Maguire (who survived), and Robert Clagton/Clayton, who was lost.
Taken from the Merchant Shipping Act of 1894
221. If a seaman lawfully engaged, or an apprentice to the sea service, commits any of the following offences he shall be liable to be punished summarily as follows:
(a) If he deserts from his ship he shall be guilty of the offence of desertion and be liable to forfeit; all or any part of the effects he leaves on board, and of the wages which he has then earned" and also, if the desertion takes place abroad, of the wages he may earn in any other ship in which he may be employed until his next return to the United Kingdom, and to satisfy any excess of wages paid by the master or owner of the ship to any substitute engaged in his place at a higher rate of wages than the rate stipulated to be paid to him; and also, except in the United Kingdom, he shall be liable to imprisonment for any period not exceeding twelve weeks with or without hard labour;
(b) If he neglects, or refuses without reasonable cause, to join his ship, or to proceed to sea in his ship, or is absent without leave at any time within twenty-four hours of the ship's sailing from a port, either at the commencement or during the progress of a voyage, or is absent at any time without leave and without sufficient reason from his ship or from his duty, he shall, if the offence does not amount to desertion, or is not treated as such by the master, be guilty of the offence of absence without leave, and be liable to forfeit out of his wages a sum not exceeding two days' pay, and in addition for every twenty-four hours of absence, either a sum not exceeding six days' pay, or any expenses properly incurred in hiring a substitute; and also, except in the United Kingdom, he shall be liable to imprisonment for any period not exceeding ten weeks with or without hard labour.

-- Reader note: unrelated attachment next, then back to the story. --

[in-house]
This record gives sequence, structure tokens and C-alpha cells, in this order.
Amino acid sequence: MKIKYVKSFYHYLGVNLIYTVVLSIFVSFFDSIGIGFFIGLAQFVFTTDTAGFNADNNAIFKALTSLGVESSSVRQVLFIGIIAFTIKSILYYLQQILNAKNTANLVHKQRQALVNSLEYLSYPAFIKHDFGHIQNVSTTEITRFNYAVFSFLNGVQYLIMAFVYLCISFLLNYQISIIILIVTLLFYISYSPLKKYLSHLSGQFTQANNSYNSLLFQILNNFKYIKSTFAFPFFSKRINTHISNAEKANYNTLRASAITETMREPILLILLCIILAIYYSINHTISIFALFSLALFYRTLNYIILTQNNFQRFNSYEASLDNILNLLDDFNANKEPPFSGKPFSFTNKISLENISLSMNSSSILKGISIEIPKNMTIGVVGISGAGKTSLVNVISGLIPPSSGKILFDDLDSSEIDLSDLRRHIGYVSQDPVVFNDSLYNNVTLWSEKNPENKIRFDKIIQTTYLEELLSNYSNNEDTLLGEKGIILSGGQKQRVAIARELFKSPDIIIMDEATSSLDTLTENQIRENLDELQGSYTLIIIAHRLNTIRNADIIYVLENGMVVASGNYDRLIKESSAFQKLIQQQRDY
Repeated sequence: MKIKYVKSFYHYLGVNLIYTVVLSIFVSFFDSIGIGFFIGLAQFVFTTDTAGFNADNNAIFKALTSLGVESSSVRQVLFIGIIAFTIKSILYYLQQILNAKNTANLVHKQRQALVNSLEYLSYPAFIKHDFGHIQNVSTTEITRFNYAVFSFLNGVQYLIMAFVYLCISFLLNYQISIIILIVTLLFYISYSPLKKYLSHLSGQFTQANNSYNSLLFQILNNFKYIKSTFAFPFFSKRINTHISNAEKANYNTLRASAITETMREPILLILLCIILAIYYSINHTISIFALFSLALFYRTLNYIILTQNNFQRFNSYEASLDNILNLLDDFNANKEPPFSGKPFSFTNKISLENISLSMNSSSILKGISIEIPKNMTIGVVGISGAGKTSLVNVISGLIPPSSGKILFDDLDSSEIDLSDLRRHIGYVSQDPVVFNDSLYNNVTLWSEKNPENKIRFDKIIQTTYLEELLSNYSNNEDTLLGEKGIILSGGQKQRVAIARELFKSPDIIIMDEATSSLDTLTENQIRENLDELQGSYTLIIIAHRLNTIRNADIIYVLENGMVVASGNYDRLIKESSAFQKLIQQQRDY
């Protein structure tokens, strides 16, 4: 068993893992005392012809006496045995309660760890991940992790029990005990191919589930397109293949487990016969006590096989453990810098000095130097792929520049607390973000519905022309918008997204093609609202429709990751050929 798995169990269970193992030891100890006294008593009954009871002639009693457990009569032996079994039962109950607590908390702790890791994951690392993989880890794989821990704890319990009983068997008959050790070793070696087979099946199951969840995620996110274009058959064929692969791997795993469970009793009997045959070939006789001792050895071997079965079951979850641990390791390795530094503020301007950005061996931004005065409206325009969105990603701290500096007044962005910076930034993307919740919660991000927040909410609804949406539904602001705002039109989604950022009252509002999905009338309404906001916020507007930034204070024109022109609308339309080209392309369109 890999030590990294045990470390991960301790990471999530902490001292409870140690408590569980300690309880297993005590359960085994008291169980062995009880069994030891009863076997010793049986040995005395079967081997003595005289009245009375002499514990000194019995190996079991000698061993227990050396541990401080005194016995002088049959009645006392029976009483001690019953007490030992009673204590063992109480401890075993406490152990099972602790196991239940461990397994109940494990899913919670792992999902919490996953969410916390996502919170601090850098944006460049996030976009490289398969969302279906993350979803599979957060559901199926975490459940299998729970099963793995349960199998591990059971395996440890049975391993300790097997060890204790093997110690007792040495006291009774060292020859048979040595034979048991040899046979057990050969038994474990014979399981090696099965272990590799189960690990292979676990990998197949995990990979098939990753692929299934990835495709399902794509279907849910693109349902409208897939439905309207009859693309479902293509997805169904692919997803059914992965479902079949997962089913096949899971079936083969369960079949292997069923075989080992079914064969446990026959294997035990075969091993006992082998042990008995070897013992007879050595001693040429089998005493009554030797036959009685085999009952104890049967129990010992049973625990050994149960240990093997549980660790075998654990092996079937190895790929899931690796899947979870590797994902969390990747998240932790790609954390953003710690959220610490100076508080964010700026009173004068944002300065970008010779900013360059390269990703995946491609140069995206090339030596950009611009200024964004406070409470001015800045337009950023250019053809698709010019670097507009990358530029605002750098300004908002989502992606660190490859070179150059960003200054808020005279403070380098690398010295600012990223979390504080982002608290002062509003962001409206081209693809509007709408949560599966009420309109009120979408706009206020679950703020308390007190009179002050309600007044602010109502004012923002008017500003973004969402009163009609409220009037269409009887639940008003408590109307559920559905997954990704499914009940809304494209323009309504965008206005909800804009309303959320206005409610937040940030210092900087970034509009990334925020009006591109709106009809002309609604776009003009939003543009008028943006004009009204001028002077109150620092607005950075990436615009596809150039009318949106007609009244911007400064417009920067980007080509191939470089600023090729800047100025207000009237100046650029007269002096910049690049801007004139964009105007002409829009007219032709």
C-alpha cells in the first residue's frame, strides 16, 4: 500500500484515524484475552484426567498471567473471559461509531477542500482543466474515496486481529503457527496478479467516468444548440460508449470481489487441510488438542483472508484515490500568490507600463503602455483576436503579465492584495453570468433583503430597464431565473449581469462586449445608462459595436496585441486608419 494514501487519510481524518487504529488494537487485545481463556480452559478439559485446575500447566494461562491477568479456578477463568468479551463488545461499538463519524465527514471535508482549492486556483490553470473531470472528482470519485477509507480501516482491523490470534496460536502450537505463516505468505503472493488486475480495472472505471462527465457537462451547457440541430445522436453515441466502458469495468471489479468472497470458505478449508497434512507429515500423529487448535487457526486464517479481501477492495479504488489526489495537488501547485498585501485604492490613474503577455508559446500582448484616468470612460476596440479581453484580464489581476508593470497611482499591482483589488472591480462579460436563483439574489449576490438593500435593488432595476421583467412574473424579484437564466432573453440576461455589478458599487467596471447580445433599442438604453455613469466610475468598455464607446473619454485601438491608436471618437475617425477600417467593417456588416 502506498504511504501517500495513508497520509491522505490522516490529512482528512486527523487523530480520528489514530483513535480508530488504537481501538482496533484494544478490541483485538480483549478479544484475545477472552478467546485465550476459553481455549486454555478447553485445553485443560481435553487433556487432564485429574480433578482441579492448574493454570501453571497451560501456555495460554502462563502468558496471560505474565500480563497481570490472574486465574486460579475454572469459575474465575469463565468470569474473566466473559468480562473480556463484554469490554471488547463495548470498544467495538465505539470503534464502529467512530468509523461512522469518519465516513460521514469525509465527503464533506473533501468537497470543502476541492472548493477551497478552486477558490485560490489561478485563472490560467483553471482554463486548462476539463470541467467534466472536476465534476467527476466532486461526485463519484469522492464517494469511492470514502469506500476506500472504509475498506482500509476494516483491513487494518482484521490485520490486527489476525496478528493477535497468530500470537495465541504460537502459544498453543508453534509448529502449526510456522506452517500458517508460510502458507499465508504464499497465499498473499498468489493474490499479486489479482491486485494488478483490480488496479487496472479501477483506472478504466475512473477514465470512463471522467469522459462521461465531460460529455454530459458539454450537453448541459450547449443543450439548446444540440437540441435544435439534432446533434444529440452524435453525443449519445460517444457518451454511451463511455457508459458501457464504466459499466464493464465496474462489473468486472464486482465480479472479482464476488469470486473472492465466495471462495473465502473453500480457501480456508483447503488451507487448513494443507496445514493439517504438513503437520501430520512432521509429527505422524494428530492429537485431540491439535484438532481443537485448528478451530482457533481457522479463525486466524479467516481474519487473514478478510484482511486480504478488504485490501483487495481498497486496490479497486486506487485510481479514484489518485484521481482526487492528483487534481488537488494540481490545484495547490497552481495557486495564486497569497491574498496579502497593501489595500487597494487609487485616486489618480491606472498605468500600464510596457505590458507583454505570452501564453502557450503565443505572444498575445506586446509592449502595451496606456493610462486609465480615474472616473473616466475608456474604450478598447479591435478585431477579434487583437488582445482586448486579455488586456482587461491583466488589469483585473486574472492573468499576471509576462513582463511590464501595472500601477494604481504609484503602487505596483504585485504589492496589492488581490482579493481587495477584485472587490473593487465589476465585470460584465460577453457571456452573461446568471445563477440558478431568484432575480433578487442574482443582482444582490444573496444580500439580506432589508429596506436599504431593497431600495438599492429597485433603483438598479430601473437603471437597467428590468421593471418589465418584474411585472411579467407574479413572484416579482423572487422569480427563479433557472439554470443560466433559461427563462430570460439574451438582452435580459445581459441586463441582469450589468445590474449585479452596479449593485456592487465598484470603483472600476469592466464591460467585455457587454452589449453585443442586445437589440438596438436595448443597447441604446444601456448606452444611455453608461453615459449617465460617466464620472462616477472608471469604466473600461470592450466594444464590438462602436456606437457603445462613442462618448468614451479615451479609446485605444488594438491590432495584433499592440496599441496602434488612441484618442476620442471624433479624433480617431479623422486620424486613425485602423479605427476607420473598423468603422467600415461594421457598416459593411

The men who had lost their wages for deserting the Empress of Ireland had paid a small price compared to those men who had substituted for them. Three of the men had lost their lives hours later on May 29th, 1914.
The R.M.S. Empress of Ireland Community
22 Ship Deserters
On May 28th, 1914 the Empress of Ireland leaves Quebec City for the last time and steams down the St. Lawrence River and into maritime history. There was approximately 24 crew from the stoke hold (boiler rooms) of the ship Leading Fireman: J. Doolan, Firemen: J.McGweron, C. Freel, F. Sheridan, John Casey, William Quigley, T. Harvey, James Cooney, E. Scott, George Currie, J. Caldwell and Joseph Gray members who didn't join or deserted the Empress of Ireland before the ship sailed. Not all were replaced by substitutes.
I know that 22 firemen and trimmers deserted or failed to join, and I believe there were 17 replacements (most of whom actually survived). The only steward who failed to join, John Griffiths, was not replaced, to the besf of my knowledge. The two ABs who failed to join were replaced, I believe (the replaments were John